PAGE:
Here's a fun fact no one ever mentions before you have kids: They have terrible balance. Or maybe it's just my kids who can't seem to put one foot in front of the other more than twice before crashing into something either sharp or expensive.
Other parents have tried to sympathize but I've seen their kids, and they look eminently more comfortable with the laws of gravity. My kids look like this newborn elephant...
...With one glaring exception: I'm not nearly as helpful as those two lovely elephant parents. In fact, a few weeks ago, the four-year-old was watching "Daniel the Tiger." Daniel got hurt -- probably slipped while trying to help someone, that smug little do-gooder -- which prompted this conversation:
Four-year-old: Daniel's dad is not like my dad.
The wife: Oh yeah, how's that?
Four-year-old: His dad doesn't get angry when I get hurt. My dad gets really angry.
Related: Daniel's dad wouldn't make it a week with the four-year-old. I'd conservatively estimate that the kid falls down 25 times a day. I once saw him pretend that his mini-soccer goal was a spider web only to see him get his foot stuck in the net, trip, and fall face-first onto the corner of our deck. Fat lip, blood everywhere, a lot of screaming (mostly from me, obviously), and no rational explanation for why anybody would think that trying to intentionally trip themselves would end well.
There have been times (yes, times, plural) where I've seen the four-year-old walk directly into a wall. Don't even know how that's possible but, well, it is.
Then there was the time, this summer, when my wife got the bright idea to go on a family walk. Sounds innocuous enough until you remember what we're dealing with here. Things starting off well enough but about 30 minutes into it, the four-year-old, who was on his scooter, decided to go ahead on the path.
He made it about 30 feet before disaster struck. I didn't see the accident but I sure as hell heard it: a loud crash promptly followed by that easily recognizable cry that something has gone horribly wrong. Instinctively, my wife runs ahead to see what happened. I, knowing full well what happened, walk.
When I turn the corner I see the spectacle; a red-faced kid, sobbing uncontrollably, half-covered in dirt and grass. He explains, between full-body heaves, that he came around the corner, made his way down the hill, hit a hidden bump and went flying over the handle bars. Based on the looks of him, he broke the fall with his face.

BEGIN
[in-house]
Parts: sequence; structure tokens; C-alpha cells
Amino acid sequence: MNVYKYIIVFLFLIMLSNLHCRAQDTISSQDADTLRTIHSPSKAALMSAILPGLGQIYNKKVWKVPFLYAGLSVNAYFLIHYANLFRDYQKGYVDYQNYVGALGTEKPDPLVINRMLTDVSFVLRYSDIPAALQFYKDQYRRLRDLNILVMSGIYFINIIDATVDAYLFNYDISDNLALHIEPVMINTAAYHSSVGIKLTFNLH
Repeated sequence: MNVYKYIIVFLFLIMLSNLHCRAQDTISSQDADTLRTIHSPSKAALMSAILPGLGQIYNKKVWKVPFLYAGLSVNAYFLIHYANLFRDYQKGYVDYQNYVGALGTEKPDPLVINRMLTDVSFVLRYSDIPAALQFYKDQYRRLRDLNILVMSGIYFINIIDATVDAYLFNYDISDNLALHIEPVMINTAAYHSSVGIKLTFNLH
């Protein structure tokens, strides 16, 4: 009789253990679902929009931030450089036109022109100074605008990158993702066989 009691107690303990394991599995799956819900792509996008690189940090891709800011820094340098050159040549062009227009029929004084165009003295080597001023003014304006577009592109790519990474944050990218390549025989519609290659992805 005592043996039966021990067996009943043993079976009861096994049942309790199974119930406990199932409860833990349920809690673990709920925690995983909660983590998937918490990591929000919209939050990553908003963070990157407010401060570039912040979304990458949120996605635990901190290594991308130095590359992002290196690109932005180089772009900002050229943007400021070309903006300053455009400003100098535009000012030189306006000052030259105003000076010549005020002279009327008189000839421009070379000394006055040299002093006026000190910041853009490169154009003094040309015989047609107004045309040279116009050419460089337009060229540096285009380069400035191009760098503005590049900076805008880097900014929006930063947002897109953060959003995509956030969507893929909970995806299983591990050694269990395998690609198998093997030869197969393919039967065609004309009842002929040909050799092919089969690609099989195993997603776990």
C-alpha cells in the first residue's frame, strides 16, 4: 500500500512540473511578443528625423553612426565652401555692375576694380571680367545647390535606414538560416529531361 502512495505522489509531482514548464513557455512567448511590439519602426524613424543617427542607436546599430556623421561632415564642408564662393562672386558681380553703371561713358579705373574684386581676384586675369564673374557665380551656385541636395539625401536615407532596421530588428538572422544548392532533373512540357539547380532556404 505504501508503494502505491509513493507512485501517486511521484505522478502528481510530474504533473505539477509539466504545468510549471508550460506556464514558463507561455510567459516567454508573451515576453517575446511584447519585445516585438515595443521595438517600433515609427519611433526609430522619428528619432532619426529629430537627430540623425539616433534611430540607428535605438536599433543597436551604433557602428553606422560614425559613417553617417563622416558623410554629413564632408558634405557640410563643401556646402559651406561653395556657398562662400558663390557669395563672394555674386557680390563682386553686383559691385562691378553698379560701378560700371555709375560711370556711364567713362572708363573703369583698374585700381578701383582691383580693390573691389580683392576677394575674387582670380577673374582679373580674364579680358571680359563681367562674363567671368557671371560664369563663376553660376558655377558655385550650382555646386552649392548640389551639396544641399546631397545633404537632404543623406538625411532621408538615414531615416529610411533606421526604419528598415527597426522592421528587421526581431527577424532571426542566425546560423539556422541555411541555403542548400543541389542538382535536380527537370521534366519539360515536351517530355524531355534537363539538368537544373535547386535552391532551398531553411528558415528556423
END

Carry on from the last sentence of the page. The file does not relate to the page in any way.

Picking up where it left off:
The upside: I got to carry him the mile back home. Luckily, he cried the whole way. Added bonus: I also got to carry his scooter.
To be fair, the four-year-old was pretty banged up though, incredibly, he was back to his free-wheelin' ways a day later. It was almost as if he had no recollection of his life flashing before his eyes 24 hours before.
Also worth mentioning: Not a week goes by where the four-year-old doesn't get hurt at the bus stop. Every morning starts the same: I'll line he and his brother up at the door and give them the speech: "Okay, please don't run at the bus stop today or I'll (idle threat that no one -- me, them, the dog -- believes). Got it? Great, let's go."
And then, two minutes later, we're at the bus stop and guess what? They're running around. And guess what else? They fall down, usually with no one within 15 feet, which further fuels my suspicion that they both suffer from some form of pediatric vertigo (don't know if that's a thing; just came to me and it seems fitting). And while the eight-year-old doesn't get hurt nearly as often, it's a near certainty that if the four-year-old goes down, he's going cry.
At some point, the four-year-old will grow out of this, but it probably won't be anytime soon. I say this because just last week the eight-year-old fell down a flight of stairs. No idea how or why. All I know is, I'm sitting on the couch pretending to hear the television (let's be honest, if your kids are awake, you're literally "watching" the TV because you're sure as hell not going to hear it) when out of the corner of my eye I see a furry blur crash into the wall at the bottom of the stairs.
I glance over, make the "REALLY, AGAIN!? face and go back to "watching" television. My wife rushes over and I overhear the eight-year-old explaining that he has no idea what happened. Like he hasn't gone up and down those steps a thousand times.
He's fine, by the way. Can't say the same for me.
So, to recap:, Yes, I'm not as patient as Daniel the Tiger's old man. But tell Daniel's dad to walk a mile in my shoes -- with an angry four-year-old on his shoulders. Then we can talk.